“Try reading The Story of a Mother, then you’ll understand what I mean. The way in which he tells the tale is uplifting, even though it ends unhappily and even though it makes you sad. Because you sense that despite all the hardship and misery there is nonetheless a meaning.”
So one can be both happy and sad at the same time, I think to myself. Then I ask: “Is there a meaning?”
“What is the meaning?”
“For Hans Christian Andersen it was God, and His doing what is best for us!”
I look up at him.
“Occasionally Hans Christian Andersen would doubt. Especially when he became old. But whenever he began to doubt he always ended up believing in God again, and then he would apologize to God for having doubted. When he was a child and a young man, he believed in God much as a little child who doesn’t know anything other than that God is up in heaven looking down and watching over us.”
“But he didn’t go on believing like that?”
“Not quite.”
We sit quietly. I’m making a note.
“It was God who gave him his voice. That’s what I believe he thought,” says my father. “In The Fairy Tale of My Life he writes in the very first paragraph of the very first page: The history of my life will say to the world what it says to me: there is a loving God, who directs all things to the best.”
I can see it before my eyes: God finds Andersen’s voice and hands it down through the clouds to place it on his tongue. From there, it descends into his arm, out into his fingers, into the pen, into the ink and onto the white paper.
“And there’s another thing, too!”
My word! I take up my pencil.
“Another secret is that the fairy tales are written for both children and adults. Andersen says that the children have the fun parts, while the grown-ups are given something to think about.”
I see. But didn’t he think that children could grasp the serious parts? I ask: “Is that a secret? That the fairy tales are written for both children and adults?”
He smiles. “Not at all. But it’s a fine thing. It enlivens the tales.”
I note down. I must talk to Marie about this!
“You see, there’s the plot,” he continues. “And there’s the language, there’s his compassion for his characters, there’s the humour. And the most important thing is that it all hangs together so well. It can’t be taken apart. The humour is in the language, and so is the compassion, often in the same sentence. And then there is God. God is behind everything and inside every little letter and comma. God is the heart of the fairy tale. If one takes away the heart, the tale will die!”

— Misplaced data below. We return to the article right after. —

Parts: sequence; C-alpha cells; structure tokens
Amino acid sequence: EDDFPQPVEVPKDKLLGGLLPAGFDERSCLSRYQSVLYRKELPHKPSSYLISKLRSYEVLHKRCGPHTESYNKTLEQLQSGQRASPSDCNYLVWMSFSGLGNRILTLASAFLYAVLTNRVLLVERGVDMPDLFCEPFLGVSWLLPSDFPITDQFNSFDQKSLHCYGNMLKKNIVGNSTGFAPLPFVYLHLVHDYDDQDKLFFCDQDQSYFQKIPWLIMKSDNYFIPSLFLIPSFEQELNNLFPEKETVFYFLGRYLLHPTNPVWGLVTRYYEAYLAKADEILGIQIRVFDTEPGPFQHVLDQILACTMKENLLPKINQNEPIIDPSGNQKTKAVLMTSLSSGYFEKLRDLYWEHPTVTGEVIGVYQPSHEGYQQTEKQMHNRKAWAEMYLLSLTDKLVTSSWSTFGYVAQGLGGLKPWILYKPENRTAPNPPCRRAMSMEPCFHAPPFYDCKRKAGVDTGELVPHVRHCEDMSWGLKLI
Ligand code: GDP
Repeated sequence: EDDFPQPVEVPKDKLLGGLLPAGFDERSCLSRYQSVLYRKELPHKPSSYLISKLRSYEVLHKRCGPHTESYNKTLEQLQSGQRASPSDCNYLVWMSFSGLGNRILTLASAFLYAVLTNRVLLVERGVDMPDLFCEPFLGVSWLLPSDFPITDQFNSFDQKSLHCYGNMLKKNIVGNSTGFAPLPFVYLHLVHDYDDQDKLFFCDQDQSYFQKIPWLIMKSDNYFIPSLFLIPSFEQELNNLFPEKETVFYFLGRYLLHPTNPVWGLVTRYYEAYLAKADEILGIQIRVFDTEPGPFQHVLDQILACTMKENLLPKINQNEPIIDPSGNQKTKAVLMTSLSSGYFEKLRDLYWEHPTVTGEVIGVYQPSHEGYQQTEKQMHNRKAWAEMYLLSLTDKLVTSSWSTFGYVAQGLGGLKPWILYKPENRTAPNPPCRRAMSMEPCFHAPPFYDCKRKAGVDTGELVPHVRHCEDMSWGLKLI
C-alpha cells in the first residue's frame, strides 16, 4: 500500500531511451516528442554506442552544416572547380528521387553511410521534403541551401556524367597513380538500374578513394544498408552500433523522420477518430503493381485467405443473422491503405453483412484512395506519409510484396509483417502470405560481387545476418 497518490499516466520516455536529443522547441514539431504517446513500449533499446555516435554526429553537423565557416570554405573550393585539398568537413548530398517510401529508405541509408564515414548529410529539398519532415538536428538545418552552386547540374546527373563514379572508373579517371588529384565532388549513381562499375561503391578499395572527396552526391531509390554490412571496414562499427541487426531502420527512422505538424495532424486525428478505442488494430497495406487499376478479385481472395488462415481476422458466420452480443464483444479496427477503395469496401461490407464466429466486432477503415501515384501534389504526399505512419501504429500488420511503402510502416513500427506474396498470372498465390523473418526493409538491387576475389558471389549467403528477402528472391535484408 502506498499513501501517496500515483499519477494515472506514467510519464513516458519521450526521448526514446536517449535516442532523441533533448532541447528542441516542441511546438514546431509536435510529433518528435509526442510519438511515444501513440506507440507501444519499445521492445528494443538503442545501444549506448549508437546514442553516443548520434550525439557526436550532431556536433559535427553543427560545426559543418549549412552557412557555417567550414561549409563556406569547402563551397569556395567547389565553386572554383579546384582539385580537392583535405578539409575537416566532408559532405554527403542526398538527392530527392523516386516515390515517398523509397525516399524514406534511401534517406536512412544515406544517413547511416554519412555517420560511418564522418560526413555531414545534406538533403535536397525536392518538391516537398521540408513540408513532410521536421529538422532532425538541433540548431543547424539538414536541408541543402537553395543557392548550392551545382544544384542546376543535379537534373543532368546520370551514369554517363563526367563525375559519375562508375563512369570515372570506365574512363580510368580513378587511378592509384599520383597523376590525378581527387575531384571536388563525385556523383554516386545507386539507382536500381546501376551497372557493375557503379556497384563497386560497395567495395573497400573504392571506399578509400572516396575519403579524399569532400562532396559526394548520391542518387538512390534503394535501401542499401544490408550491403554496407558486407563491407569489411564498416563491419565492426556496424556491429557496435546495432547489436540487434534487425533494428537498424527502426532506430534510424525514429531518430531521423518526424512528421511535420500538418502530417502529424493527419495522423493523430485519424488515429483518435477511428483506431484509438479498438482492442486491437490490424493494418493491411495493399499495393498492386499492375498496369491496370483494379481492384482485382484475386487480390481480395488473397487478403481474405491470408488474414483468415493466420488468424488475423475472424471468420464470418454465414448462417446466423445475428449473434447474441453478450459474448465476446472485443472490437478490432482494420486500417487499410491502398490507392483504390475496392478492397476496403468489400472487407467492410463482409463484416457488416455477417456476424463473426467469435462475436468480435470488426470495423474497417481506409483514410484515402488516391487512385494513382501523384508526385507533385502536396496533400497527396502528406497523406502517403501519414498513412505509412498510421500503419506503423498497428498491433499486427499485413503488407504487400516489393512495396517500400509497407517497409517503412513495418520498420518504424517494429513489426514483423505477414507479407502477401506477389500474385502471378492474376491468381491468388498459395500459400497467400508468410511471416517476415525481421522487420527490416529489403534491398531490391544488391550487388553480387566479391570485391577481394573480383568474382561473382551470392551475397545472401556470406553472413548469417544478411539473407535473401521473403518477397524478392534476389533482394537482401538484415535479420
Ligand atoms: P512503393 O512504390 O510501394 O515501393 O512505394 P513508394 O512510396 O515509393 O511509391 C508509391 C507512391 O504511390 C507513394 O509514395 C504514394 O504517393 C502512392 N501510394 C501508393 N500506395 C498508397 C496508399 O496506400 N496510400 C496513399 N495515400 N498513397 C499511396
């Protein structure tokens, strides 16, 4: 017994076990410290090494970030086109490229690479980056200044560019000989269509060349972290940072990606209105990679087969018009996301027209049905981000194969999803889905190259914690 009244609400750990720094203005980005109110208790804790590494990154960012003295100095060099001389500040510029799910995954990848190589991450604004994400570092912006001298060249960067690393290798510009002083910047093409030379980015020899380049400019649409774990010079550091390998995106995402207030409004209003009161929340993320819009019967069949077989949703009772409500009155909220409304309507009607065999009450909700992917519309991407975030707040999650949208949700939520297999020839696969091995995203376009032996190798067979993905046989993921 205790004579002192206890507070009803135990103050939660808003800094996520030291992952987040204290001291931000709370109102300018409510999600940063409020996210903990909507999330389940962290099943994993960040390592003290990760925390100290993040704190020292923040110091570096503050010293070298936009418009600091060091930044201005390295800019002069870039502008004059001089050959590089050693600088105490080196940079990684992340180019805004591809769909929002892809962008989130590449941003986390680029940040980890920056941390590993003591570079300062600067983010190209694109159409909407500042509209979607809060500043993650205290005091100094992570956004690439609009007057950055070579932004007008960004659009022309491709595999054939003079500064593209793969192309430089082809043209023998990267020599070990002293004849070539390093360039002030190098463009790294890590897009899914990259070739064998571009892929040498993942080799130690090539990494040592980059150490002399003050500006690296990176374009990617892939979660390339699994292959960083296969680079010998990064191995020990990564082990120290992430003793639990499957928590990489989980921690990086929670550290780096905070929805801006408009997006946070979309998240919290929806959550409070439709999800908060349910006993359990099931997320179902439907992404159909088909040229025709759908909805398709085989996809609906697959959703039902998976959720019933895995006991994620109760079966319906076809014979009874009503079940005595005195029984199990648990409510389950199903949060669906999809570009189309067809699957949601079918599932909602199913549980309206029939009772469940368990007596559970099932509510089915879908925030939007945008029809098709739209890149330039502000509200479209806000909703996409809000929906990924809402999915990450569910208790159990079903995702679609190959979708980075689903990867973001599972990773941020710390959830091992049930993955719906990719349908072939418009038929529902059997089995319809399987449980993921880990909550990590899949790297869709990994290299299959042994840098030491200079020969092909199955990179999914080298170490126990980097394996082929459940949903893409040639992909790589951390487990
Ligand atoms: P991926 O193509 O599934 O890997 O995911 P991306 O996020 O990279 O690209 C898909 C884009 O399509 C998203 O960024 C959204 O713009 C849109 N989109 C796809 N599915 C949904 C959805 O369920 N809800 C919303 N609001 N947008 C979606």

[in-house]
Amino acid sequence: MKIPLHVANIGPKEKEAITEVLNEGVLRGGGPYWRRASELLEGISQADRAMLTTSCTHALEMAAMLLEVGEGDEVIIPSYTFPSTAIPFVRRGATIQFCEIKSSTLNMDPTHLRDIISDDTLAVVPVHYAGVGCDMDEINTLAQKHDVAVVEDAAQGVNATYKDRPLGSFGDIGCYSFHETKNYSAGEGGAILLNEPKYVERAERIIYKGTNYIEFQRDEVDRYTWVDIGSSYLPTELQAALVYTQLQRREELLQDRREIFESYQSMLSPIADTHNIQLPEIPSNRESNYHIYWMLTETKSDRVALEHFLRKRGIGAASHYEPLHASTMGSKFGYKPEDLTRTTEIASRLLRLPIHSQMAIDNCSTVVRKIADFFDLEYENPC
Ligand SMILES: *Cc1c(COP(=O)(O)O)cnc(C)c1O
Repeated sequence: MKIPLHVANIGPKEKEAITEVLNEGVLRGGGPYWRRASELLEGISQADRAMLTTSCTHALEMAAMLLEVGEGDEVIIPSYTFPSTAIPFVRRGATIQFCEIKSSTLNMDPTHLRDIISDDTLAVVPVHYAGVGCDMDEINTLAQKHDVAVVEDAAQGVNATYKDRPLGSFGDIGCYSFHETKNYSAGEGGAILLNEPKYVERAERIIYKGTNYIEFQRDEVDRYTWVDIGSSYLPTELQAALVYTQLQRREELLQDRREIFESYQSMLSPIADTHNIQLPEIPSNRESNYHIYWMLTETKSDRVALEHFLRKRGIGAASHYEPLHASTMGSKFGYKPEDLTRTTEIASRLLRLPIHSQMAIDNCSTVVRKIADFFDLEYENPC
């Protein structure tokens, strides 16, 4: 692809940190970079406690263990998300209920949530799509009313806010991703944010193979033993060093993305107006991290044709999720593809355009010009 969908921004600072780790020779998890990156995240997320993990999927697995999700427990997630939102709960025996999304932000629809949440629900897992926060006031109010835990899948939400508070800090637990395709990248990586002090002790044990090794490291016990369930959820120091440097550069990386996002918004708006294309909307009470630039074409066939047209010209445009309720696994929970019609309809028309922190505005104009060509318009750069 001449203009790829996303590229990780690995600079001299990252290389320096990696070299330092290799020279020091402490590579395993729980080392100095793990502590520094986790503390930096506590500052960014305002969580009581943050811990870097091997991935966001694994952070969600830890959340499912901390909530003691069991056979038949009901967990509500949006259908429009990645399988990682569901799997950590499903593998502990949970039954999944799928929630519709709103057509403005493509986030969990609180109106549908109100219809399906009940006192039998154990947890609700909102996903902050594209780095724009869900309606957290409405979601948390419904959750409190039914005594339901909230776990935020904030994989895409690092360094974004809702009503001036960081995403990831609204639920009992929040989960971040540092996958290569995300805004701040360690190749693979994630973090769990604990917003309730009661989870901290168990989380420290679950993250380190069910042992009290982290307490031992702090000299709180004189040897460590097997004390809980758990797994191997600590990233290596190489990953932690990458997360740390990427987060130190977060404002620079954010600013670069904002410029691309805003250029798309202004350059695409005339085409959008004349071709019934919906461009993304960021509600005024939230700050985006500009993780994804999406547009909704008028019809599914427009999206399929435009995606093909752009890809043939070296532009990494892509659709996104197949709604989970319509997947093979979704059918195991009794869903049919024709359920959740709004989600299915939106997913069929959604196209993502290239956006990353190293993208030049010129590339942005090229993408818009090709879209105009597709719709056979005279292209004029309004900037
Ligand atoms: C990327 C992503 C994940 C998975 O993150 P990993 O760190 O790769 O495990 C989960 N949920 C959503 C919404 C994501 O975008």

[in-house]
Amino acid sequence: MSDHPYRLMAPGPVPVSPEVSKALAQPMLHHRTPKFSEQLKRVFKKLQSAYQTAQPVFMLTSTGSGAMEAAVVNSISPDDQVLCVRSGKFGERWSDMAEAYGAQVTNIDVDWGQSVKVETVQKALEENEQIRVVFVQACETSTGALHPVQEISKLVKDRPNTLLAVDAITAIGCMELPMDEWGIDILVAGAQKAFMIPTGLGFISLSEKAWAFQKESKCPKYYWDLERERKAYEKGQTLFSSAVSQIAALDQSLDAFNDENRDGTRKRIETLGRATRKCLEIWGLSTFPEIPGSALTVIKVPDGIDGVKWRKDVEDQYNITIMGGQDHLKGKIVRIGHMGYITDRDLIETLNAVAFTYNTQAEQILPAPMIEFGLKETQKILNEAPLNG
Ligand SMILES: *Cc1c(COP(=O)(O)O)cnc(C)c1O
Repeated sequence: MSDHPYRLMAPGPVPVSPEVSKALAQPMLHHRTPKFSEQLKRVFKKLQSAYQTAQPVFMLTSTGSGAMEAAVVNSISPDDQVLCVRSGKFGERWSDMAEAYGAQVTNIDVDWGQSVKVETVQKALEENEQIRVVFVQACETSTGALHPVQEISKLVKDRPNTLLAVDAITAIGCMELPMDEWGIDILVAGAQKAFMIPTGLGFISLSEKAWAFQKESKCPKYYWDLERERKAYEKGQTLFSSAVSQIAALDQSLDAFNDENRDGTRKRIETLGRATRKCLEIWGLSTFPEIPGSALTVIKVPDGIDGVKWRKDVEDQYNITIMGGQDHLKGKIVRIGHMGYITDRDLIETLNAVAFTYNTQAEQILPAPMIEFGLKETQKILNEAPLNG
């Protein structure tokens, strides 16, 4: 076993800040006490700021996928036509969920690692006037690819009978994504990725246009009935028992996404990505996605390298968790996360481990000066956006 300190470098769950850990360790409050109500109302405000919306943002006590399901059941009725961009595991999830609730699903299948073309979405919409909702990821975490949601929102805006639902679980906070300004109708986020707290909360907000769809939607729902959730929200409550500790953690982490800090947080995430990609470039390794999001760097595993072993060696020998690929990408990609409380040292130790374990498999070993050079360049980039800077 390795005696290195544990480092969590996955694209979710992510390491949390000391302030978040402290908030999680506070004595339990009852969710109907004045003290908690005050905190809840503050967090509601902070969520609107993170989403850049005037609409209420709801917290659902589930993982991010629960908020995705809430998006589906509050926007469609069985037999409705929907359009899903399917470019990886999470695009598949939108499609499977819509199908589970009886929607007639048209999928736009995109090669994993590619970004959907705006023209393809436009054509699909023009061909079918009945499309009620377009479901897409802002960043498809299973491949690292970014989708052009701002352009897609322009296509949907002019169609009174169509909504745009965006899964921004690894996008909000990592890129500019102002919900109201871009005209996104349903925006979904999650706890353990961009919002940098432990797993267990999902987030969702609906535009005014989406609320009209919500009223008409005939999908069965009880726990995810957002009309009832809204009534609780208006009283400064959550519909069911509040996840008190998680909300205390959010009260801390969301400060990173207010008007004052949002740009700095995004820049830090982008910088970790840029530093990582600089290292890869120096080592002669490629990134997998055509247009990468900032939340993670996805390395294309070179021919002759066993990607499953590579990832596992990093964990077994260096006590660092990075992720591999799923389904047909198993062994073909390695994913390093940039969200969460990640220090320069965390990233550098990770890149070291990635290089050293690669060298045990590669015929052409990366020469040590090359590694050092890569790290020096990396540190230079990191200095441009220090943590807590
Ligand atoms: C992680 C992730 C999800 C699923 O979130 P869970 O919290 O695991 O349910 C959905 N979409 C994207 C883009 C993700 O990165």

It can’t be taken apart, I think to myself. I don’t want to be taken apart either. Perhaps only to take out my heart and give it to Marie.
My father has gone over to the bookcase. He’s searching for something. He doesn’t hear what I’m thinking.
“Writing meant everything to him. Listen to what he wrote in the diary: Dreamt I was writing and the letters set fire to the paper.
“Did he dream that?” I ask.
“Indeed, there was so very much at work. The letters set fire to the paper. Just like the tin soldier and the paper dancer caught light. You’ll recall they were transformed by the fire. Do you remember the tin heart? Reading Hans Christian Andersen transforms us in much the same way. The flames rise up from the paper and catch into our hearts.”

© Louis Jensen & Høst & Søns Forlag, 2004
Translation © Martin Aitken, 2009

[1] Jean Hersholt’s translation in The Complete Andersen, 1949.

Thursday, May 14, 2009

the host

My translation of Stephenie Meyer's mega-seller The Host will soon be done. The equivalent title is pretty naff in Danish, so most likely it'll be called De vandrende sjæle [The Wandering Souls]. Here's how it starts, as yet unedited:

Healerens navn var Fords Deep Waters.
Fordi han var en sjæl, var han efter sin natur godheden selv – medfølende, tålmodig, ærlig, retskaffen, og fuld af kærlighed. Angst var en usædvanlig følelse hos Fords Deep Waters.
Irritation var endnu sjældnere. Men fordi Fords Deep Waters levede inde i en menneskekrop, var irritation somme tider uundgåelig.
Eleverne hviskede, så det summede i det modsatte hjørne af operationsstuen og fik ham til at presse læberne sammen i en tynd streg. Udtrykket føltes malplaceret på en mund, som ellers var mere vant til smil.
Darren, hans sædvanlige assistent, bemærkede hans grimasse og klappede ham på skulderen.
”De er jo bare nysgerrige, Fords,” sagde han sagte.
”En indsættelse er næppe nogen interessant eller ufordrende procedure. En hvilken som helst sjæl på gaden kunne udføre den i nødstilfælde. Der er ikke noget, de kan lære ved at iagttage i dag.” Fords studsede over skarpheden i sin sædvanligvis milde stemme.
”De har jo aldrig set et voksent menneske før,” sagde Darren.

Wednesday, May 13, 2009


There will now follow a so-called flurry of activity.